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UCS 2.0: Cisco Stacks the Deck in Las Vegas

image July 15th, 2011

This week at CiscoLive 2011 in Las Vegas, Cisco announced new additions to the Cisco UCS fabric architecture. In addition to the existing UCS fabric hardware, UCS customers now have a choice of a new Fabric Interconnect, a new chassis I/O module, and a new Virtual Interface Card.  The 6248UP Fabric Interconnect delivers double the throughput, almost half the latency, and more than quadruple the virtual interfaces per downlink, while the new 2208XP chassis I/O module delivers double the chassis uplink bandwidth and quadruple the server downlinks.  Last but not least, the 1280 Virtual Interface Card (VIC) server adapter provides quadruple the fabric bandwidth for UCS blade servers by delivering two active 40 Gbps paths per server.

Did I mention these new announcements were additions to the UCS product portfolio, not replacements? I’m not sure I did, so I’ll repeat it… UCS customers now have three Fabric Interconnects, two chassis I/O modules, two Virtual Interface Cards, and multiple traditional network adapters to choose from – and they’re all interoperable.

In addition to the new fabric devices, the soon-to-be-released UCS 2.0 firmware adds several features for existing and future UCS customers: Support for disjoint Layer 2 networks, UCS Service Profile support for iSCSI boot, and support for VM-FEX on RedHat KVM.

 

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Additions to the UCS Fabric Portfolio

The UCS 6248UP Fabric Interconnect

The UCS 6248UP Fabric Interconnect, similar to the Nexus 5548 platform, provides up to 48 Unified Ports in a single Rack Unit (1 RU). Unified Ports are ports that accept either Ethernet and Fibre Channel transceiver (SFP+/SFP) modules. As such, the 6248UP can provide practically any distribution of Ethernet or Fibre Channel uplinks need to meet a customer’s design and bandwidth needs.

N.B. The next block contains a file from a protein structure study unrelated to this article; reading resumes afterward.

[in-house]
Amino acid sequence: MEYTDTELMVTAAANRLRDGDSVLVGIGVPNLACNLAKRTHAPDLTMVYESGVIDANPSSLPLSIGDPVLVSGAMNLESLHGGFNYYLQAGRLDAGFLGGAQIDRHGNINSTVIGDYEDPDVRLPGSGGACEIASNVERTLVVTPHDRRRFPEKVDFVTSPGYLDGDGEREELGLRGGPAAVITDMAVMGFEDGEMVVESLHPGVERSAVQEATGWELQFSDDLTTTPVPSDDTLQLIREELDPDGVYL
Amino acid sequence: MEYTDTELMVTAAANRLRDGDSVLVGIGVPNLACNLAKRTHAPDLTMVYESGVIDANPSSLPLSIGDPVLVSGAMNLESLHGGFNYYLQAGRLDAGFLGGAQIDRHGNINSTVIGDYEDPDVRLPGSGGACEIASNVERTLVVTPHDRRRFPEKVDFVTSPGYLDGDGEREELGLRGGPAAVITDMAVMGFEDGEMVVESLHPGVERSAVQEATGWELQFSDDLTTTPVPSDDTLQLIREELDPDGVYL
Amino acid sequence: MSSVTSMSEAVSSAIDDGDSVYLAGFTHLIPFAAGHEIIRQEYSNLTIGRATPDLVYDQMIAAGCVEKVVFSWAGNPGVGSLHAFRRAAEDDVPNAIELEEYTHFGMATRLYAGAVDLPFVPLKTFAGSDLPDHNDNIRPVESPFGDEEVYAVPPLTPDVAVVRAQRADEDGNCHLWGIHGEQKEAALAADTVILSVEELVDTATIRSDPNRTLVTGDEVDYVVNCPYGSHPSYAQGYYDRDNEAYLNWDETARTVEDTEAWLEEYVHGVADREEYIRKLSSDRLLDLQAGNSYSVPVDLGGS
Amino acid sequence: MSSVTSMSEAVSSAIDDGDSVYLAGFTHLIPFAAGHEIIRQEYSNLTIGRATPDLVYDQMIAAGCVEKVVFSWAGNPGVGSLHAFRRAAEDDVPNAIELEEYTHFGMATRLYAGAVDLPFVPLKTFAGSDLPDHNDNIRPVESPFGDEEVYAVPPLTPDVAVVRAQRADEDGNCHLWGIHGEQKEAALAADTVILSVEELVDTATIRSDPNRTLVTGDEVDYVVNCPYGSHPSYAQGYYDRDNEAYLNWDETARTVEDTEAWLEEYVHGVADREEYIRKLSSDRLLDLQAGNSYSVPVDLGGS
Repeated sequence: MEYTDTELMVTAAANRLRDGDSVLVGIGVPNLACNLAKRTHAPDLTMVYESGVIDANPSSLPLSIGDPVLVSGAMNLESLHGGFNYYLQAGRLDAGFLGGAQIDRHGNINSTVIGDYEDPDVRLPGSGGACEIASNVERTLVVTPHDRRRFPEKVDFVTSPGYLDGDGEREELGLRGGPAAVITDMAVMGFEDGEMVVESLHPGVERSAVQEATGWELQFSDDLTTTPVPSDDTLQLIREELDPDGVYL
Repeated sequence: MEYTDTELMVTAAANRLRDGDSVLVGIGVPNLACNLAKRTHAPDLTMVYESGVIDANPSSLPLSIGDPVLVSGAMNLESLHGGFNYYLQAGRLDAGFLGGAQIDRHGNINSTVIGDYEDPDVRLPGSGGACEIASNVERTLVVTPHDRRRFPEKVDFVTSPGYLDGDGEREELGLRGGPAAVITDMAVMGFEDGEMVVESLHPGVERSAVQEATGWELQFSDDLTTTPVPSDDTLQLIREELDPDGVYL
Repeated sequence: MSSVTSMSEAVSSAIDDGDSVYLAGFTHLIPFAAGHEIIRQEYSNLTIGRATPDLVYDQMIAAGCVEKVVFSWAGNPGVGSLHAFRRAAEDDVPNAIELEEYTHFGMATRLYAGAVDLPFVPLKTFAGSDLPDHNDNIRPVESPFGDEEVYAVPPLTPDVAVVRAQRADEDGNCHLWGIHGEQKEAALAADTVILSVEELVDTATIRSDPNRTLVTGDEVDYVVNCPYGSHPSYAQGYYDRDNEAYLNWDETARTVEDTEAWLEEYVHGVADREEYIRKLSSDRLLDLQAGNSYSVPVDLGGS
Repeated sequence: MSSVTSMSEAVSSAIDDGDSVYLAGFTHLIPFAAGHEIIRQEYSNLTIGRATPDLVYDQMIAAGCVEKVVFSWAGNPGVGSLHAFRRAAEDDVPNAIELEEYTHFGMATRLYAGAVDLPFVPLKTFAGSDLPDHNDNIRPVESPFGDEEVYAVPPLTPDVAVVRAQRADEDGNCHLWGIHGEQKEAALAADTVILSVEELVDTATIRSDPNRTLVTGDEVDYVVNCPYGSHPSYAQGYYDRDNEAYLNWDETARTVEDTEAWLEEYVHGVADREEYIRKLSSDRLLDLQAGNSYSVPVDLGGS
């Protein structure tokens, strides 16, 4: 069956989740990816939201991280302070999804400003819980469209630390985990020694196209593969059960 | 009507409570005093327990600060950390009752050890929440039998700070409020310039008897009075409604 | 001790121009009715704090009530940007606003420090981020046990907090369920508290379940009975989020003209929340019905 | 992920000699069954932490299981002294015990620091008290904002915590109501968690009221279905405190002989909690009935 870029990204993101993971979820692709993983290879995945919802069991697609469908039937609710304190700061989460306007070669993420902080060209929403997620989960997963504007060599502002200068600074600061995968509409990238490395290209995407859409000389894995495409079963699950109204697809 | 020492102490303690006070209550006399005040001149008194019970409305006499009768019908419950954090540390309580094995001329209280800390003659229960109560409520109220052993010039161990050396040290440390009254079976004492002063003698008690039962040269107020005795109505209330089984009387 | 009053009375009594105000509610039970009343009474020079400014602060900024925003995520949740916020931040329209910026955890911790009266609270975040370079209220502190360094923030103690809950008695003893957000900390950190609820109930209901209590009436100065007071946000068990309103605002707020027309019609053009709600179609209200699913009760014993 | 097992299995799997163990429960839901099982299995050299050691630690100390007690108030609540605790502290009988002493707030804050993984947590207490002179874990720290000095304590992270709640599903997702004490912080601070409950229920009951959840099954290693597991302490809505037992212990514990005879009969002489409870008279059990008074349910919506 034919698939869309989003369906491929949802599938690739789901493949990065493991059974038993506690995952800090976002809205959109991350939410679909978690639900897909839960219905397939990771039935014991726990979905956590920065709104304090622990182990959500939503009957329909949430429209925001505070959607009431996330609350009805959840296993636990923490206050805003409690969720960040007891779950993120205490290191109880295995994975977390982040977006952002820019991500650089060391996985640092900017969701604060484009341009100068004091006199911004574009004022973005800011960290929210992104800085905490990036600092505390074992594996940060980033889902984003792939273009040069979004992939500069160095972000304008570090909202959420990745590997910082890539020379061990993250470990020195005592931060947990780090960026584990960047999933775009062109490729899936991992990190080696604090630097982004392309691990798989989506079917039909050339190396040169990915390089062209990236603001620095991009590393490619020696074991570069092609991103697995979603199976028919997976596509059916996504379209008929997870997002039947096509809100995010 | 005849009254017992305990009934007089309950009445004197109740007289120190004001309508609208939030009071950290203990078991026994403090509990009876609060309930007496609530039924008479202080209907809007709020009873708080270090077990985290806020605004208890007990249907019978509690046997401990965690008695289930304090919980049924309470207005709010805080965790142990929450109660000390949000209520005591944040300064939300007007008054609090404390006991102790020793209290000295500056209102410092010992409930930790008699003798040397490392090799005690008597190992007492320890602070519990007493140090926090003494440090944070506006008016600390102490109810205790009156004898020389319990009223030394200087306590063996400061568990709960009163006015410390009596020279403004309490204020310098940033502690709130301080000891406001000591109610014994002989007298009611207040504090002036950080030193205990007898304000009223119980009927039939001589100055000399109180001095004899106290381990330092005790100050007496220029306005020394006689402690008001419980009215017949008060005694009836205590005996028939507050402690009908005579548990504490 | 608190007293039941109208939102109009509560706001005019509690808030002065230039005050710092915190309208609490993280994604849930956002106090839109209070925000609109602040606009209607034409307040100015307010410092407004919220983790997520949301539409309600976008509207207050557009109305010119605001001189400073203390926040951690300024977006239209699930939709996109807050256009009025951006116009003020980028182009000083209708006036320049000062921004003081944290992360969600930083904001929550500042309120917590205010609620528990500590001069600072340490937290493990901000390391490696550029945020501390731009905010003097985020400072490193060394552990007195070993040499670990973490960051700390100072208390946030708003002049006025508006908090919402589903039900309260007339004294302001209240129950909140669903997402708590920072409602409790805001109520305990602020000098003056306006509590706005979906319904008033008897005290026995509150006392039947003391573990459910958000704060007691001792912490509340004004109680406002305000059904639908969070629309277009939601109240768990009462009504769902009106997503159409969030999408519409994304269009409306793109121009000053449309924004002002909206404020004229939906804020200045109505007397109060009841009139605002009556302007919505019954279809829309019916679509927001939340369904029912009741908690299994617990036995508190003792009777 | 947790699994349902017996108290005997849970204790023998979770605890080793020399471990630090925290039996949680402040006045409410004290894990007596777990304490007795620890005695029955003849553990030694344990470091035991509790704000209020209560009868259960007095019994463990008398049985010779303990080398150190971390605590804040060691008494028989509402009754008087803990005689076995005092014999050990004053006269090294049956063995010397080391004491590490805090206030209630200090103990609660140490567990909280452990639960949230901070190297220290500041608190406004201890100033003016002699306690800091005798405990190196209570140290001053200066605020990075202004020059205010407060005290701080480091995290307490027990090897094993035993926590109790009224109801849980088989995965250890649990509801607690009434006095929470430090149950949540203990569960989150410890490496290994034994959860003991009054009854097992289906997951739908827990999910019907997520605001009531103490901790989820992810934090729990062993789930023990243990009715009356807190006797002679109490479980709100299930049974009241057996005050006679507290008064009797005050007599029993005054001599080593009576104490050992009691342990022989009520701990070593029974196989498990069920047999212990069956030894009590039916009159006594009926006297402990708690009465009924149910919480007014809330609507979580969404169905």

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Don’t let the tiny package fool you… While the 6248UP is the same size as the UCS 6120 Fabric Interconnect, 1 rack unit, the 6248UP delivers double the throughput, almost half the latency, mor...

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Buyer beware: is your storage vendor sizing properly for performance, or are they under-sizing technologies like Megacaching and Autotiering?

With the advent of performance-altering technologies (notice the word choice), storage sizing is just not what it used to be.

I’m writing this post because more and more I see some vendors not using scientific methods to size their solution, instead aiming to reach a price point, hoping the technology will work to achieve the requisite performance (and if it doesn’t, it’s sold anyway, either they can give some free gear to make the problem go away, or the customer can always buy more, right?)

Back in the “good old days”, with legacy arrays one could (and still can) get fairly deterministic performance by knowing the workload required and, given a RAID type, know roughly how many disks would be needed to maintain the required performance in a sustained fashion, as long as the controller and buses were not overloaded.

With modern systems, there is now a plethora of options that can be used to get more performance out of the array, or, alternatively, get the same average performance as before, using less hardware (hopefully for less money).

If anything, advanced technologies have made array sizing more complex than before.

For instance, Megacachesreaching the back-end disks of the array. NetApp FAS systems can have up to 16TB of deduplication-aware, ultra-granular (4K) and intelligent read cache. Truly a gigantic size, bigger than the vast majority of storage users will ever need (and bigger than many customers’ entire storage systems). One could argue that with such an enormous amount of cache, one could dispense with most disk drives and instead save money by using SATA (indeed, several customers are doing exactly that). Other vendors are following NetApp’s lead and starting to implement similar technologies — simply because it makes a lot of sense.

However…

It is crucial that, when relying on caching, extra care is taken to size the solution properly, if a reduction in the number and speed of the back-end disks is desired.

You...